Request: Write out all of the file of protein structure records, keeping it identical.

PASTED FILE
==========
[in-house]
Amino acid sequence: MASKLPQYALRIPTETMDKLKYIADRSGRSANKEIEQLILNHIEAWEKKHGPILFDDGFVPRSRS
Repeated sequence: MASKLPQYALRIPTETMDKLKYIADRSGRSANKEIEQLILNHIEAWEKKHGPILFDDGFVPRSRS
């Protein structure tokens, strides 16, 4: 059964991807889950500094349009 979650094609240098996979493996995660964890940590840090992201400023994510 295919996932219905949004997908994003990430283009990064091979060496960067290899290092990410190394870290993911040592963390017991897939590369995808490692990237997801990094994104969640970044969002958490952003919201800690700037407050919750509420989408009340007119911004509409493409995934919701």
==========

[in-house]
Amino acid sequence: MASKLPQYALRIPTETMDKLKYIADRSGRSANKEIEQLILNHIEAWEKKHGPILFDDGFVPRSRS
Repeated sequence: MASKLPQYALRIPTETMDKLKYIADRSGRSANKEIEQLILNHIEAWEKKHGPILFDDGFVPRSRS
């Protein structure tokens, strides 16, 4: 059964991807889950500094349009 979650094609240098996979493996995660964890940590840090992201400023994510 295919996932219905949004997908994003990430283009990064091979060496960067290899290092990410190394870290993911040592963390017991897939590369995808490692990237997801990094994104969640970044969002958490952003919201800690700037407050919750509420989408009340007119911004509409493409995934919701």